“Missing from the Picture: American Women in Biblical Archaeology”
by Jennie Ebeling

Please visit www.biblicalarchaeology.org/magazines to view the complete contents of the July/August/September/October 2019 issue of BAR. Take a look at Bible History Daily (biblicalarchaeology.org/blog) for additional features. Explore a free eBook about life for everyday people in the biblical world (biblicalarchaeology.org/ancientlives). Enjoy a special collection of articles about biblical heroines, from Esther and Judith to Mary Magdalene, who shaped biblical history and the message of the Bible (biblicalarchaeology.org/biblewomen).

May/June 2019 issue of Biblical Archaeology Review (45/3) is now on newsstands

May/June 2019 Vol. 45. No. 3 BAR Cover

The Biblical Archaeology Society is pleased to announce the publication of the following articles in the May/June 2019 issue of Biblical Archaeology Review (BAR) Volume 45, Number 3:

“Inside the Huqoq Synagogue”
By Jodi Magness, Shua Kisilevitz, Matthew Grey, Dennis Mizzi, Karen Britt, and Ra‘anan Boustan
Season after season, archaeologists have uncovered stunning mosaics at Huqoq’s synagogue in Galilee. From Biblical scenes to the first historical episode ever found in a synagogue, the mosaics’ themes never cease to amaze and surprise. Join us on a tour of the Huqoq synagogue—with its vivid mosaics and much more!

“Artistic Influences in Synagogue Mosaics: Putting the Huqoq Synagogue in Context”
By Karen Britt and Ra‘anan Boustan
How do the mosaics from Huqoq’s synagogue compare to mosaics from other Late Roman synagogues in Galilee and throughout the Mediterranean world? Their similarities and differences reveal cultural and artistic trends from this period.

“From Pets to Physicians: Dogs in the Biblical World”
By Justin David Strong
What roles did dogs play in the Biblical world? A survey of dogs’ portrayals in ancient Near Eastern and Mediterranean cultures shows that far from being perceived as “unclean,” dogs served as companions, guard dogs, sheep dogs, hunters, and—surprisingly—physicians. These diverse roles inform our understanding of the famous parable of the Rich Man and Lazarus (Luke 16:19–31).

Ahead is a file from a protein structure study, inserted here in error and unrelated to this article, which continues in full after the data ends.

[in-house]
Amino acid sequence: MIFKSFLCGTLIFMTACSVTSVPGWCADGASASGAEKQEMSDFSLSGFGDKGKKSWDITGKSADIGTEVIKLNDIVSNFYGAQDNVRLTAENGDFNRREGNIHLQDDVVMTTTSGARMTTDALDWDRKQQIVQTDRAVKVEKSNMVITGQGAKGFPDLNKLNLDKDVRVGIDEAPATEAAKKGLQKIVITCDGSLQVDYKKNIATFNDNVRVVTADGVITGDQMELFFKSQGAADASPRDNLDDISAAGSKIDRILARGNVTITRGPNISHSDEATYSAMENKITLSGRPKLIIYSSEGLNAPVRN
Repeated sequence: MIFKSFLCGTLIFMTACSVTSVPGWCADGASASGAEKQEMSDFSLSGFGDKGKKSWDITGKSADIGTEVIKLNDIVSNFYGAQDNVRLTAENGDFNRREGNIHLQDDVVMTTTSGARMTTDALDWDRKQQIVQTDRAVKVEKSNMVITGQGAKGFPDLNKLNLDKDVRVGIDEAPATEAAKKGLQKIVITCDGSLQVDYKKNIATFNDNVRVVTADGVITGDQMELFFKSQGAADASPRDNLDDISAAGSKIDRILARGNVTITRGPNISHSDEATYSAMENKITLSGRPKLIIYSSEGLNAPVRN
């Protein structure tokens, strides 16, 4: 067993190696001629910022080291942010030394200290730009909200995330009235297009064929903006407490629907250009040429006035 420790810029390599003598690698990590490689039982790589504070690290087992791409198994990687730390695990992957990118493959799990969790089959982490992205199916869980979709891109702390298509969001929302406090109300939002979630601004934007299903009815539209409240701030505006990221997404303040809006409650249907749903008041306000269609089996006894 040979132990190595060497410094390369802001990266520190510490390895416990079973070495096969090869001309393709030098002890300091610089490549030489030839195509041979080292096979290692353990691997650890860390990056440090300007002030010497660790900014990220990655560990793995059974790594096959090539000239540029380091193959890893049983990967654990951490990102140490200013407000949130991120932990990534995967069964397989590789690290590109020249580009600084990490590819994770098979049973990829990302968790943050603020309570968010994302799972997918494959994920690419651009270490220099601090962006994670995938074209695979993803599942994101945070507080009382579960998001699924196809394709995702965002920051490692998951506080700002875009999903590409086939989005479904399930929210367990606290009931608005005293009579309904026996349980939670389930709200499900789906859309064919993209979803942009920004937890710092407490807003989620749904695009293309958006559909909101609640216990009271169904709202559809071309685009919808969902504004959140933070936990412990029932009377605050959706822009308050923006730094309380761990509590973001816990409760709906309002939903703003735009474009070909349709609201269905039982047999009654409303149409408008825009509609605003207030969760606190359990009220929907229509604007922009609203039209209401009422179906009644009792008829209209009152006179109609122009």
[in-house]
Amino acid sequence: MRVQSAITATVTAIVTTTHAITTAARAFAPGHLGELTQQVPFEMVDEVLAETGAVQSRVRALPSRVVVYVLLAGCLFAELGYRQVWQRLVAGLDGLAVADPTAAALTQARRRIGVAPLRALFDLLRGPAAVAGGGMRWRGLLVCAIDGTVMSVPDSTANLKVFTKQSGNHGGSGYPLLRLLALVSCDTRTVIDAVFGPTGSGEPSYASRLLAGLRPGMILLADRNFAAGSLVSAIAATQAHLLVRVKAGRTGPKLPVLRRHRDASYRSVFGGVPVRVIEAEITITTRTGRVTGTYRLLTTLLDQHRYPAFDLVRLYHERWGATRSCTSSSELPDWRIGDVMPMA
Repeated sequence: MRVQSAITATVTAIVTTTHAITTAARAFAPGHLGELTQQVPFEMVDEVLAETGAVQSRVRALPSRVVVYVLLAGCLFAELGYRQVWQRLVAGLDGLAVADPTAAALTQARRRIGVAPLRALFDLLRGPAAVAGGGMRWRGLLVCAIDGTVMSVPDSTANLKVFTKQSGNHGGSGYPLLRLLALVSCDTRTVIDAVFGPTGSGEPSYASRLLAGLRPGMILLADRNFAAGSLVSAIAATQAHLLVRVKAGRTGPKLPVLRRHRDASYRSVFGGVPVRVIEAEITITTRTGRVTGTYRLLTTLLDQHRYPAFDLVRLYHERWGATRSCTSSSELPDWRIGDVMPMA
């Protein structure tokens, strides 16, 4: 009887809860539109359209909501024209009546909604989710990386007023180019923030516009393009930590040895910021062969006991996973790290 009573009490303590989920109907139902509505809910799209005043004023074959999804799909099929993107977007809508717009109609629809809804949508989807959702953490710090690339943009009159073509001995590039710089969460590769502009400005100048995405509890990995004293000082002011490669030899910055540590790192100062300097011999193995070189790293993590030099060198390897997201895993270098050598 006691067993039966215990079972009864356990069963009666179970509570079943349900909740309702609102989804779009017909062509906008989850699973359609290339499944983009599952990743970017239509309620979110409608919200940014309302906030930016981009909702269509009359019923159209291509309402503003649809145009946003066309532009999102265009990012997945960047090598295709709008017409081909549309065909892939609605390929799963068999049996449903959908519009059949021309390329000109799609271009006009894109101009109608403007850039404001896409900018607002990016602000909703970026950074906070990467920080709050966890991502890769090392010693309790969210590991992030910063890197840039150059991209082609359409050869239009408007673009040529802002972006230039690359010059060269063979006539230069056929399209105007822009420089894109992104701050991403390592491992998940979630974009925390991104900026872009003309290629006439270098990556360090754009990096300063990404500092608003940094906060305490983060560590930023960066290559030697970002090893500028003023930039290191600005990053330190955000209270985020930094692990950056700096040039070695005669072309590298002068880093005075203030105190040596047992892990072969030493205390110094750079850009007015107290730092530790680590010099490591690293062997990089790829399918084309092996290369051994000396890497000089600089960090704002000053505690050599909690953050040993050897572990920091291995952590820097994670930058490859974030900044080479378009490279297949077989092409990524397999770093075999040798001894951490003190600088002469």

“Who Were the Assyrians?”
By Christopher B. Hays
The Assyrians referenced in the Hebrew Bible were a mighty force that exerted power over much of the Near East, including Israel and Judah, in the ninth through seventh centuries B.C.E. Learn about their beginnings over a millennium before they appeared in the Bible and how they expanded their empire from Urartu to Egypt.

FIRST PERSON
“Who Owns History?”
By Robert R. Cargill

CLASSICAL CORNER
“Checking Out Roman Libraries”
By Christina Triantafillou

BIBLICAL VIEWS
“Paul, the Python Girl, and Human Trafficking”
By John Byron

ARCHAEOLOGICAL VIEWS
“Herod the Great Gardener”
By Kathryn L. Gleason

REVIEWS
“The Careful Dialogue between Archaeology and the Bible ”
The Bible and Archaeology by Matthieu Richelle
Reviewed by Eric H. Cline

Please visit www.biblicalarchaeology.org/magazine to view the complete contents of the May/June 2019 issue of BAR.

Take a look at Bible History Daily (biblicalarchaeology.org/biblehistorydaily) for additional features, including a roundup of articles on the stunning mosaics from the Huqoq synagogue (biblicalarchaeology.org/huqoqmosaics).

Discover some of the ways in which ancient Near Eastern civilizations have impressed themselves on Western culture in a free eBook (biblicalarchaeology.org/babylon).

Further, explore a Special Collection of articles about the ancient Assyrian city of Nimrud in northern Iraq (biblicalarchaeology.org/nimrud).